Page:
The research explores the tribological characteristics of brake friction materials, specifically examining synthetic iron-based sulfides with distinct microstructures, pure iron sulfide, and composite iron sulfide. Notably, the composite iron sulfide consisted of an intimate blend of iron sulfide and magnesium oxide, with the latter manifesting as darkened regions in the accompanying image.
The outcomes of tribological testing, conducted across various temperatures according to the SAE J2707 standard, indicated the superior performance of brake pads with composite iron sulfide. These pads exhibited higher friction levels and lower wear compared to those utilizing pure iron sulfide, signifying a noteworthy enhancement in the overall tribological properties of brake pads containing the composite variant.
These differences found corroboration through two analytical methods, Thermogravimetric Analysis (TGA) and X-ray Diffraction (XRD). TGA results depicted a distinctive weight increase in the composite iron sulfide beyond 400°C, suggestive of an alternative oxidation mechanism when contrasted with pure iron sulfides. XRD findings further validated the distinctions observed in TGA, revealing the emergence of magnesium sulfate within the composite iron sulfide.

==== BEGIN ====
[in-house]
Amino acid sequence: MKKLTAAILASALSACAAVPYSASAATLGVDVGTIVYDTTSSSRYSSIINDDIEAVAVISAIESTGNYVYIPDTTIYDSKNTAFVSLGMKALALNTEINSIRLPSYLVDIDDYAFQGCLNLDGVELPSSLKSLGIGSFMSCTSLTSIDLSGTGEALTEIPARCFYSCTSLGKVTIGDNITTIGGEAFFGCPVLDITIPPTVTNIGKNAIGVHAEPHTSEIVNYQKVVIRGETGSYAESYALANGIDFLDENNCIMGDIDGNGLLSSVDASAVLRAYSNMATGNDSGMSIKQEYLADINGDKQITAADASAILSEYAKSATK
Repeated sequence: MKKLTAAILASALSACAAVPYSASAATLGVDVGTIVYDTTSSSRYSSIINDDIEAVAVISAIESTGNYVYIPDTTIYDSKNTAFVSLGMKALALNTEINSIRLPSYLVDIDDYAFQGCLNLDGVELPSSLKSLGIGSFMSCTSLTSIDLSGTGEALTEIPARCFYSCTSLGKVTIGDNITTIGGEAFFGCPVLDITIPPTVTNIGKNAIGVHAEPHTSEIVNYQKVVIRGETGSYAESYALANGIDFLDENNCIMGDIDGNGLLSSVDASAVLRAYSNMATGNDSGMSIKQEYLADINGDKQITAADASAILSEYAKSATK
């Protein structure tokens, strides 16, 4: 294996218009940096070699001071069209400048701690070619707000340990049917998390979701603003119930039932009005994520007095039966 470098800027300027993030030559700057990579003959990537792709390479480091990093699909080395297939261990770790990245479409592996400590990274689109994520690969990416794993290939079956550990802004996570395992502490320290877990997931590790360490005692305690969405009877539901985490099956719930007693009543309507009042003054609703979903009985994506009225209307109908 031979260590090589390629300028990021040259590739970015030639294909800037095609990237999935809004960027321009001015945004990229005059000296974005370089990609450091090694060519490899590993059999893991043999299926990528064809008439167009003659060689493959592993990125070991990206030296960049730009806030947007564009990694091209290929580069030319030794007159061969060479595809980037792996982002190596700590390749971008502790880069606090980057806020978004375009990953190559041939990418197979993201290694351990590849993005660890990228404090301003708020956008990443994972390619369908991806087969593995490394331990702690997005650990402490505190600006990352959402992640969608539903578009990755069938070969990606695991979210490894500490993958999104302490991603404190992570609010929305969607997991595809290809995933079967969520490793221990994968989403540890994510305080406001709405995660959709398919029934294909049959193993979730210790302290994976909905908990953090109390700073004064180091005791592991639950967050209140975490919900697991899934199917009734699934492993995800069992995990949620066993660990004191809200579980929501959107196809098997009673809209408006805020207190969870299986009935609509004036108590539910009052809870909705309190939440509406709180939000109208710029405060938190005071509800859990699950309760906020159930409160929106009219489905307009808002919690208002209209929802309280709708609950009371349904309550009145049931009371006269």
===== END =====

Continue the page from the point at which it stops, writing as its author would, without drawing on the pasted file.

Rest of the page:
To examine chemical alterations within the synthetic iron-based sulfides, a comprehensive cross-sectional analysis of the friction materials was conducted utilizing Scanning Electron Microscopy with Energy Dispersive X-ray Spectroscopy (SEM/EDS). The investigation revealed that pure iron sulfide experienced extensive oxidation, with oxidation depths reaching up to 200 µm beneath the friction surface. Conversely, composite iron sulfide primarily demonstrated oxidation near the friction surface, with a maximum penetration depth of 50 µm.
The important role of microstructure in influencing the kinetics of thermal oxidation emerged as a salient theme in the research. An alternative oxidation mechanism was postulated for composite iron sulfides, shedding light on discrepancies in oxidation processes between pure iron sulfides and their composite counterparts.
For the pure iron sulfides, the oxidation process initiated at the surface and progressed inward. On the contrary, the composite iron sulfide tells a different story. The presence of magnesium oxide in this material effectively functioned as a protective shield, enveloping the iron sulfide and acting as a formidable barrier against oxidation reactions. This protective layer substantially impeded the oxidation of iron sulfide. This hypothesis is substantiated by elemental mapping of partially oxidized particles of pure and composite iron sulfide.
In conclusion, these findings pointed out the potential for optimizing the microstructure of metal sulfides, such as iron sulfide, to yield superior brake pad materials, ultimately contributing to the development of safer and more durable braking systems.
by Diego Chavez Jara Senior R+D+I Engineer, Friction Division